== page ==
Orient: Truth be told, I guess I was bragging a little. We put names on new technologies sometimes just to have a way to talk about them. That was the case with mobile Internet devices (which we did actually convince Intel to use) and mobile media tablets. But it isn't any pride of authorship, really; it's just a way to get a handle on what makes the things different from PCs and phones. (I do see tablets as an in-between category, not a replacement for most people of phones or computers. When gadgets get cheap enough, people tend to buy lots of them. It's more like footwear than electronics; one for every activiy.) The bigger issue is of course what you raise. How should IT deal with this thing? My advice is to start to get on board and also demand better security and application management from Apple and its partners. My belief is that the days of one-size-fits-all are over, replaced by rich Internet interfaces, cloud delivery in many cases, and BYO devices. This will be a big challenge for IT, of course, and we spend a lot of our time helping the CIO organization figure out how to respond. I spend most of my time helping the collaboration professional do things that make employees the most productive. And mobility support for messaging, collaboration, and content tops is way up on that IT to-do list. iPad simply adds yet another mobile device to worry about. Hopefully, my post just pointed out why it may start appearing in exec's hands in the same way that iPhone did. Apple has a lot of work to do to make iPhone, iPod Touch, and now iPad enterprise-ready. Anyway, thanks for your comments. Hope to talk soon. Ted ps. Funny video clip. And watched 2.4M times!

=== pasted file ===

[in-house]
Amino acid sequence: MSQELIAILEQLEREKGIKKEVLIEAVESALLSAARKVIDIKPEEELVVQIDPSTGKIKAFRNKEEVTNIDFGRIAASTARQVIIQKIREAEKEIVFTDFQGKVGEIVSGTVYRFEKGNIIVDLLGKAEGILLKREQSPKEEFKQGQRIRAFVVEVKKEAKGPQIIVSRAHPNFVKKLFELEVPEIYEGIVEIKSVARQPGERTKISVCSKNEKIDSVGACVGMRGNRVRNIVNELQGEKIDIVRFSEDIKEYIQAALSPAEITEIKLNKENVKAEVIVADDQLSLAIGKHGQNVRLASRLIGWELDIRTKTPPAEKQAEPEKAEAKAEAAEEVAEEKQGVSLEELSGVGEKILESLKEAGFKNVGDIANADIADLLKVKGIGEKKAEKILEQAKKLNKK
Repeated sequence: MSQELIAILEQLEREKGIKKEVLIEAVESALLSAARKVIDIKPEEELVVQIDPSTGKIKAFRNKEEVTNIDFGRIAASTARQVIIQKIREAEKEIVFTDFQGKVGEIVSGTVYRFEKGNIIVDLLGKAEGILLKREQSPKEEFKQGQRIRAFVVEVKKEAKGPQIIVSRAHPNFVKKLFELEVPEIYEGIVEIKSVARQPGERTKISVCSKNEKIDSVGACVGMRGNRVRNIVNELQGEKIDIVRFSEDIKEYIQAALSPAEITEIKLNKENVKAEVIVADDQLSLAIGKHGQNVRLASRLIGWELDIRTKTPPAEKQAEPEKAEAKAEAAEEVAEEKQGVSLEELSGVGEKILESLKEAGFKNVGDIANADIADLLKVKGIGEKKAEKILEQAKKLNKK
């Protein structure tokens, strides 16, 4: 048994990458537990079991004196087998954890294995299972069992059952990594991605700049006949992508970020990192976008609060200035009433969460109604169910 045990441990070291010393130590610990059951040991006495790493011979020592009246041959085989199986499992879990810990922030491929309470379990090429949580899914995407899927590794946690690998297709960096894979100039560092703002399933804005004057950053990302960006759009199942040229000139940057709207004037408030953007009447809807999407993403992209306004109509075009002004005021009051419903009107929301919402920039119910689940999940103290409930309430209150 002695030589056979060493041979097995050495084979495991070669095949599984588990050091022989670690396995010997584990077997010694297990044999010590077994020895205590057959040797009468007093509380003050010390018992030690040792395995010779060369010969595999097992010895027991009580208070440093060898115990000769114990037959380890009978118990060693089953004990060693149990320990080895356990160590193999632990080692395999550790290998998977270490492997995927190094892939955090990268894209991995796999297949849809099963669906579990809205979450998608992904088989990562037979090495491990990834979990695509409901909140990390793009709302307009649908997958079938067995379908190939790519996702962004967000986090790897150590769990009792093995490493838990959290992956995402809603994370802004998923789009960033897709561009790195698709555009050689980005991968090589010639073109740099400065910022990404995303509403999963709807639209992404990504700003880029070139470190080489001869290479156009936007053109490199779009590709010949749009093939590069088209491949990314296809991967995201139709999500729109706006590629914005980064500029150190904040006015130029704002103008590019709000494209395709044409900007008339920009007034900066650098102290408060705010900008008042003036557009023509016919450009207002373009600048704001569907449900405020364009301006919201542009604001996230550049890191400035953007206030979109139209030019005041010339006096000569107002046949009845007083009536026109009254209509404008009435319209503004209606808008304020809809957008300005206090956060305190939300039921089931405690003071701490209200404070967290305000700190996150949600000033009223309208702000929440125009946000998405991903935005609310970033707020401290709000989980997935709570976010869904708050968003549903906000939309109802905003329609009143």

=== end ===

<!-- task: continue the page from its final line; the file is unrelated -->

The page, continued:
Orient, Thanks for your comments. I don't think companies are going to pay for these devices any time soon. But I do think that consumers will buy them and expect to get support at work. That's what has happened with iPhones, for example. IT support for Bring-Your-Own (BYO) devices is a very tough conversation between IT and employees, and it's getting tougher every month. But the amount of self-provisioned technology that employees are using to get work done is astounding and on the rise. On the naming thing, I'm happy to send you the report. Just send me an email to tschadler@forrester.com. Regards, Ted